Pacquiao, Marquez fail to settle things
Manny Pacquiao lifted his arms in triumph Saturday night, but any joy he might have felt was tempered by an unusual sound inside the MGM Grand Garden Arena.
Boos. Lots of them. For him.
Pacquiao and Juan Manuel Marquez engaged in a scintillating 12-round fight, but the result left a sellout crowd of 16,368 less than satisfied.
Why? Because even though Pacquiao won a majority decision from the three judges, the feeling throughout the arena was that Marquez should have won.
He threw the bigger shots, was the more aggressive fighter and seemed to maintain control of the bout, even if just slightly. Still, judges Glenn Trowbridge (116-112) and Dave Moretti (115-113) favored Pacquiao. Robert Hoyle called it a 114-114 draw.
Marquez, who claimed he was robbed in two earlier meetings with Pacquiao (one a draw, one a loss), left the ring to a chorus of cheers. Pacquiao, standing in the center of the ring, had his post-fight remarks almost drowned out by jeers.
“It was clear to me I won,” Pacquiao said. “I clearly won.”
Well, not so clearly. Although there were wonderful exchanges, you couldn’t help but feel that Marquez threw the more effective combinations, landed the more forceful punches, did the most damage. But it was close.
“This is robbery of the utmost,” said Marquez’s trainer, Nacho Beristain.
So now what?
“I am bound and determined to find a definitive winner once and for all,” promoter Bob Arum said. “If I can get both fighters to agree, I’d like to do a fourth fight once and for all.”
As it is, their trilogy stands at 2-0-1 in Pacquiao’s favor. But to the Filipino champion’s credit, he said yes, he will give Marquez another shot.
But a rematch might not be in the cards. Marquez said he was so frustrated by the result that he is considering retirement. Of course, a payday of $10 million or more could change his mind.
"Honestly, I don’t know what I need to do to change the minds of the judges," he said. "Everybody knows what happened. I think I won this fight. It’s very frustrating."
And what about those boos?
“They’re Marquez fans,” Pacquiao said. “I understand how the crowd feels, but I blocked a lot of his punches. He’s a counterpuncher. He butted me a lot.”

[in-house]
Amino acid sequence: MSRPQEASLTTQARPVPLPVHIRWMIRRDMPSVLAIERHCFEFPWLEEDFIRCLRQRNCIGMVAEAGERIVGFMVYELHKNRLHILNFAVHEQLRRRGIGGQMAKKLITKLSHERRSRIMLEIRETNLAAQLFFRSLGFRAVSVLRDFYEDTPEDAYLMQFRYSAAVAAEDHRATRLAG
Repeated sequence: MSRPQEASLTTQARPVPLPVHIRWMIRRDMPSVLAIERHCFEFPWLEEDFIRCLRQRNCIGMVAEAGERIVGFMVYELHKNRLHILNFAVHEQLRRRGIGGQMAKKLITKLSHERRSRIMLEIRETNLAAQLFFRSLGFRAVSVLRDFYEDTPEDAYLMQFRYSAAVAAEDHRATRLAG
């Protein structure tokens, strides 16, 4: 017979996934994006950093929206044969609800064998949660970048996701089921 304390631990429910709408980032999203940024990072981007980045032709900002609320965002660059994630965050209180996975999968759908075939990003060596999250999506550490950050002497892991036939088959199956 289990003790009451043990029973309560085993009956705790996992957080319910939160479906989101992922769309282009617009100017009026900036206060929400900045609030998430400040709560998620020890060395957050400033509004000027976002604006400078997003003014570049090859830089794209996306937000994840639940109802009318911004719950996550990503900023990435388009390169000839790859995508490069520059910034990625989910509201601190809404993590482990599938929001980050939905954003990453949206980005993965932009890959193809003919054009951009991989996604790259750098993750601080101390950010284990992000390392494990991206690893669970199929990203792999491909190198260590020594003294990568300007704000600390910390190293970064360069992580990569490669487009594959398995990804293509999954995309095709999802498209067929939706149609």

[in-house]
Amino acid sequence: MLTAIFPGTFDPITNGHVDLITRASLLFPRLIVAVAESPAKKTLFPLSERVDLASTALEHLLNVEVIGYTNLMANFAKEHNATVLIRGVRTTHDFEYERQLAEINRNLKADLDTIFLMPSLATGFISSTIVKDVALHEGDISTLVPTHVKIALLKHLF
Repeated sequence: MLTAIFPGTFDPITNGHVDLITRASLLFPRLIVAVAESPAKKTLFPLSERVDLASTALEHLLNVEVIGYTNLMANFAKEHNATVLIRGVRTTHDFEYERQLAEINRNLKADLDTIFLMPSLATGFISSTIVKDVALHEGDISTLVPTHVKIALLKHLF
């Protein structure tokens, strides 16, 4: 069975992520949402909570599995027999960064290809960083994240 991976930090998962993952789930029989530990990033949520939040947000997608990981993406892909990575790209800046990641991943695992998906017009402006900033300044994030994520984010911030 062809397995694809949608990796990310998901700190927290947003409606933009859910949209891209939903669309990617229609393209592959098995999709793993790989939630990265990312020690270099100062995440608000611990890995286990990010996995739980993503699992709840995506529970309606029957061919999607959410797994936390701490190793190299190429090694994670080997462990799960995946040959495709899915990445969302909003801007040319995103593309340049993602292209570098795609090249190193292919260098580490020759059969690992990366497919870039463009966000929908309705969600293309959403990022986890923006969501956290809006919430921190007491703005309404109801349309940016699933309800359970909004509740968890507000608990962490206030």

That’s debatable. But Marquez’s style is not something Pacquiao seems able to adjust to. He often appeared to move into Marquez’s strength, and he paid the price.
“It’s Marquez’s style, what can I say,” Pacquiao trainer Freddie Roach said. “It was real close. I wanted Manny to move more to his right, but he didn’t.”
The first few rounds lacked much action, but Marquez (53-6-1) fired a couple of good right hands in the second, and by the fifth they were both throwing hard shots. In the fifth, Marquez landed a good left uppercut, and then followed it later with a big right that seemed to knock Pacquiao off balance.
Make no mistake, Pacquiao (54-3-2) had his moments. He fired lefts and rights, but they always seemed to be in retaliation for a Marquez combination — and they made for terrific exchanges that put the crowd on its feet.
The crowd rose again when the decision was announced, but not to cheer Pacquiao. It was to tell him they didn’t think he had won.
They had a point.
In the main undercard bout, Timothy Bradley easily dispatched veteran Joel Casamayor, scoring a technical knockout with one second left in the eighth round of a scheduled 12-rounder.
Casamayor (38-6-1) did more grabbing and holding than punching. He clearly had no interest in making it a fight, going down in the fifth and sixth rounds against the light-hitting Bradley (28-0, 12 KOs). After he was dropped again under a barrage of punches in the eighth, his corner entered the ring as referee Vic Drakulich was giving an eight count.
The win allowed Bradley, of Palm Springs, Calif., to keep his WBO 140-pound title belt.
But in today’s marketplace, belts don’t matter. Fights do, which is why Pacquiao and Marquez probably will do this one more time.